Here are a few examples of ways to check in with a friend or loved one:

    • “You are so important to me, and I love you. I am here for you.”
    • “I understand you may not be ready now, but I’m here for you if you want to talk.”
    • “I hope you’re doing okay. Let me know if there’s anything I can do to support you.”

    Campus resources

    Counseling and Psychiatric Services (for students)

    Counseling and Psychiatric Services (CAPS) is here to support undergrad and graduate students who may be experiencing impacts from the recent events at King Soopers, Atlanta and other mental health concerns. Students can access crisis services by calling 303-492-2277 or visiting the CAPS Crisis Support page.

    CAPS is also providing drop-in services through e-Let’s Talk, which allows you to connect with a counselor virtually for free. Due to the current influx of appointment requests, CAPS is encouraging students to call or use e-Let’s Talk if you’re not able to schedule a screening appointment right away.

    Students can also build valuable skills related to stress management, mindfulness, distress tolerance, self-care, relationships and healthy living by signing up for one of CAPS’ free virtual workshops, which are available throughout the week. 


    Office of Victim Assistance (for students, staff and faculty)

    The Office of Victim Assistance (OVA) provides free, confidential counseling, advocacy, information and referrals for all CU community members, including undergrad and graduate students, staff and faculty. They specialize in addressing current and past life-disruptive events, including but not limited to, crime, trauma, gender-based violence, experiences of bias, harassment, discrimination, abuse and violence.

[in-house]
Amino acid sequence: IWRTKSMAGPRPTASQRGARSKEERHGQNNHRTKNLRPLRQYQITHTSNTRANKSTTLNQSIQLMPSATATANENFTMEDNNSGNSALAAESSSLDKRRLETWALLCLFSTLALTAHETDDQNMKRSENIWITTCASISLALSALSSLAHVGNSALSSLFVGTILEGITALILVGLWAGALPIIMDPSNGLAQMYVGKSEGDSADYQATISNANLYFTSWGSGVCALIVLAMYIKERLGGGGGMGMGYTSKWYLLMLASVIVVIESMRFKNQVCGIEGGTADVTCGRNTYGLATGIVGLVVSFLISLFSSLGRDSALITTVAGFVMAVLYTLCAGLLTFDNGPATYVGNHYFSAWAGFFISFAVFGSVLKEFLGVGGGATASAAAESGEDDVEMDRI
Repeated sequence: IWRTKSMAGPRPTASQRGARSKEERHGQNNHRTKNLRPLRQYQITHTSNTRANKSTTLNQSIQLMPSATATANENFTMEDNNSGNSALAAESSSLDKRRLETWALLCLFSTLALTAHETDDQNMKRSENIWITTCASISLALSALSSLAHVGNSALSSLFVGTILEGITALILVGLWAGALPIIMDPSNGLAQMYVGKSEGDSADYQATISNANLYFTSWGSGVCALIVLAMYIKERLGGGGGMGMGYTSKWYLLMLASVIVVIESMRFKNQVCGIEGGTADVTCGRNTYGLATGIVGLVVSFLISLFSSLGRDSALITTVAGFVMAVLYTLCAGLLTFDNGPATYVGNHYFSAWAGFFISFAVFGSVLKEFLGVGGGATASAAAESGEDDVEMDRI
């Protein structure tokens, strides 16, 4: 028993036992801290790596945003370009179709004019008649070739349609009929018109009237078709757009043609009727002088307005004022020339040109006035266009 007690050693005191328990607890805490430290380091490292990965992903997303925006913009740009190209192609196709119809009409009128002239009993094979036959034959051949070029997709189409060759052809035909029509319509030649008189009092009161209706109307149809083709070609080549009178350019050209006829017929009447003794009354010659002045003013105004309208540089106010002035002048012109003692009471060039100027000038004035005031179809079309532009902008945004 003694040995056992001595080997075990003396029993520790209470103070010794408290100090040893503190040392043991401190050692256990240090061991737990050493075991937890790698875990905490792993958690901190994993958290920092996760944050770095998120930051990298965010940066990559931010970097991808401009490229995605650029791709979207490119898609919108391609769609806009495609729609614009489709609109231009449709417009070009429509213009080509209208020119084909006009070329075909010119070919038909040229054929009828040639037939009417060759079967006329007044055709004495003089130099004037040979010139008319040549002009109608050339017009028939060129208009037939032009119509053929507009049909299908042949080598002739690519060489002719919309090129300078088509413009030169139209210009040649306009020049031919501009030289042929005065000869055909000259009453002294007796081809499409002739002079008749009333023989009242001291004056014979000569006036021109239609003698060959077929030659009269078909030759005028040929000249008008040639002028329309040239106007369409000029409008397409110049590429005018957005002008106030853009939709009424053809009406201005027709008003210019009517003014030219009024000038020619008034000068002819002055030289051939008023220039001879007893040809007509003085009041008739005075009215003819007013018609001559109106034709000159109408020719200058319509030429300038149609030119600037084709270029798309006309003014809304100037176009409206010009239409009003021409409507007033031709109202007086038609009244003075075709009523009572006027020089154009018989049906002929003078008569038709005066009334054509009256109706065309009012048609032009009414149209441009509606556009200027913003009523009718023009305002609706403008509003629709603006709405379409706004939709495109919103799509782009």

For 24/7 support, same-day appointments and consultation services, please call 303-492-8855. OVA also provides free and confidential drop-in services virtually through their e-Ask an Advocate program.


    Collegiate Recovery Center (for students, staff and faculty)

    The Collegiate Recovery Center (CUCRC) offers free peer-to-peer support meetings and community for students, staff and faculty who are in recovery, interested in recovery or who are recovery allies. The CUCRC is here to provide a space for CU community members to connect, find support and process traumatic events in a healthy and productive way. 


    Don’t Ignore It (for students, staff and faculty)

    Don’t Ignore It provides resources for students, staff and faculty to explore your options and learn how to help a fellow Buff in need.


    Faculty and Staff Assistance Program (for faculty and staff)

    The Faculty and Staff Assistance Program (FSAP) provides free, confidential counseling services for CU Boulder faculty and staff through brief individual counseling, workshops and groups. They can also provide assistance to faculty and staff for personal and work-related concerns. 


    The Real Help Hotline (for faculty and staff)

    The Real Help Hotline provides access to professional counselors who can offer assistance finding local resources as well as immediate crisis counseling. This program is free, confidential and available to all employees 24/7 at 833-533-2428.

    View all traumatic event resources